The bighorn sheep is famously elusive. Interns hope to understand its movement
Every few weeks, Alejandra Lopez leaves her home in Long Beach, CA to drive 3.5 hours to join an all-female research team collecting scientific data on the bighorn sheep in the Mojave Desert.
By Alejandra Lopez, Intern for Women in Science Discovering Our Mojave
I first learned about the desert bighorn sheep in an Environmental Science class I took while working on my undergrad at California State University, Long Beach. Little did I know that one day I would be closely watching their movements way out in the Mojave Desert.
I joined the Women in Science Discovering Our Mojave internship in the hopes of gaining knowledge about species distribution, population size, behavior, and possible human impacts. I wanted to learn more about data analysis, report writing, and perhaps get an inside look at the complexities that might factor into projects involving recreational lands.
I had previous experience with biological monitoring before but not to this extent and definitely not out in the Mojave.
I have visited the Mojave many times throughout my lifetime and every time it amazes me. I have seen large and small lizards, quail, cactus wren, butterflies, bees, wildflowers, riparian grass and shrubs, and surface water! One can expect to see wildlife in greener environments; yet, the desert holds a variety of flora and fauna that thrive in this harsh environment.
The Bureau of Land Management’s game cameras in Afton Canyon have captured coyotes, rabbits, roadrunners, birds, a bobcat, and bighorn sheep! Things you don’t really expect to see in the desert. Now I see why the Mojave is known as an area rich in biodiversity.
On my first trip to Afton Canyon, I was amazed. I never expected to find so much beauty in the middle of the desert and learn from it. Although Afton Canyon is small compared to the Grand Canyon, standing in this National Monument can fill you with awe. It has beautiful iron-rich walls that seem to glisten when the sun hits them in a certain angle. I refer to them as hidden gems and look forward to driving past them on field days.
I am working alongside incredibly talented women with a strong passion for the environment.
We are in charge of the maintenance of game cameras that are collecting data on wildlife in and around Afton Canyon. We collect the data on field days and record it during office days. Sometimes nothing is captured and that is important too! However, it is those moments when I see images of bighorn sheep, alone or in a herd, roaming the area, which really make the long drives and warm weather worth it.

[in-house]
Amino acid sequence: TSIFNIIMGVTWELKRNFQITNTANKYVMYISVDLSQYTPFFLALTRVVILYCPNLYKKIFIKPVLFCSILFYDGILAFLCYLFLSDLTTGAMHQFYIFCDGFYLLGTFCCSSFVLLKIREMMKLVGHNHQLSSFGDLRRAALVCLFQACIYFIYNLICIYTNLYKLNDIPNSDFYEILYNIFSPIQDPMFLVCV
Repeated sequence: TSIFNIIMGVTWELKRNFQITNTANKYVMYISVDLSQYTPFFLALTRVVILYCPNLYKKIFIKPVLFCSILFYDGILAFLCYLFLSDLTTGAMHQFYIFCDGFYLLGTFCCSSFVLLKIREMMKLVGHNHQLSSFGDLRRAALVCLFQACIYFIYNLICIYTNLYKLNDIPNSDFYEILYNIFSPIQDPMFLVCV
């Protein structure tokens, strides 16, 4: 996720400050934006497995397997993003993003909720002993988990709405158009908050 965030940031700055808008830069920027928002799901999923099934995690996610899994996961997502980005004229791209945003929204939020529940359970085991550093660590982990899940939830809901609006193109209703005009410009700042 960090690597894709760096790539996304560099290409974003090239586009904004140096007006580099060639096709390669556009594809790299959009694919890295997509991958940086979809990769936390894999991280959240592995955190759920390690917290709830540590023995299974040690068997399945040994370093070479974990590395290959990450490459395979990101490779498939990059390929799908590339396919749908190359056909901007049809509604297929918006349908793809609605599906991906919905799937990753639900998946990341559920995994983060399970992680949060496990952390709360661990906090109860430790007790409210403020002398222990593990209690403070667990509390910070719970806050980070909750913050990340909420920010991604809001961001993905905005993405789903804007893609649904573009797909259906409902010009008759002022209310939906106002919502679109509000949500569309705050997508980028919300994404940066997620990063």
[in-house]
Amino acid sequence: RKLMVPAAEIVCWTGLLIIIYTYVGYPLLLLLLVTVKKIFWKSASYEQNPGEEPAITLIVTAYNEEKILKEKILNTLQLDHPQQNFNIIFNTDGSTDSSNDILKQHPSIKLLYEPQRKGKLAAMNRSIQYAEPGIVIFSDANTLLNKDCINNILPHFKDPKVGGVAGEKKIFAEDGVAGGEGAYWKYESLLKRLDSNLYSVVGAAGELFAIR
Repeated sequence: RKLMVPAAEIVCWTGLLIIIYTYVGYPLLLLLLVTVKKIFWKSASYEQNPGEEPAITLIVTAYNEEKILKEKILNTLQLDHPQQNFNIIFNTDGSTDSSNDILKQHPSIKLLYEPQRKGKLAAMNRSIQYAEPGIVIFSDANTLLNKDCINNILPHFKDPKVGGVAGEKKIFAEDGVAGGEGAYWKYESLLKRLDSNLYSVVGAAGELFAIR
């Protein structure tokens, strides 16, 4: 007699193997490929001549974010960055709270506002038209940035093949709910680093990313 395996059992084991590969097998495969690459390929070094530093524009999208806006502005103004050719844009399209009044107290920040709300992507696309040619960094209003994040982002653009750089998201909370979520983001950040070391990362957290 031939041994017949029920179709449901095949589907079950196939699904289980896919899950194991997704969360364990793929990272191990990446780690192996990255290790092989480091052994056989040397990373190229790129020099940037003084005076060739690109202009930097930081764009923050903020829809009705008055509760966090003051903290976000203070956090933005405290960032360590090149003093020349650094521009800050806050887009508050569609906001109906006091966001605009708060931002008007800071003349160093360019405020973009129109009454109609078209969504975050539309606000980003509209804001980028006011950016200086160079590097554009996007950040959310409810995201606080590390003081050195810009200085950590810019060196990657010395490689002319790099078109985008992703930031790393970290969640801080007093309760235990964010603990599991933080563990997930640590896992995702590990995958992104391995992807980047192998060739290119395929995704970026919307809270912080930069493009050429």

Field days for me can be as long as 15 hours or more depending on traffic. I have to be on the road by 4am and have a 324-mile round trip.
On a regular day we hike about 4.5 miles with temperatures as high as 108° F and as low as 49°f; I have experienced humid and windy weather. Which is why it is extremely important to check for the weather conditions before hand and make to drink plenty of water to stay hydrated. This can be the hardest part of the internship but getting an early start is very helpful. Personally, I really enjoy the chilly mornings before the sun gets too hot!
It is truly exciting to see a variety of wildlife in nature going about their normal day. I have seen images of curious bighorn sheep getting closer to the camera to see what is there. I’m not sure what triggers their curiosity; I wonder if they can hear the cameras? It makes me appreciate the value and innocence of these creatures.
Through this internship I have experienced what it would be like to work in a government agency like the BLM. I have meet wonderful people along the way, both from BLM and Mojave Desert Land Trust. I have learned how to drive a four-wheel drive vehicle and the process of data collection.
As one of the very first interns in this program, I still have a lot to learn and accomplish before my internship ends. I feel lucky to be a part of an opportunity which encourages women who are pursuing, or thinking about, a career in science. It has been an amazing experience, and I would recommend it to anyone with a passion for the environment, wildlife, or conservation.
Women in Science Discovering Our Mojave is made possible through a grant from Southern California Edison. In this unique program, the Mojave Desert Land Trust, in conjunction with the Bureau of Land Management, aims to engage women in the field of science.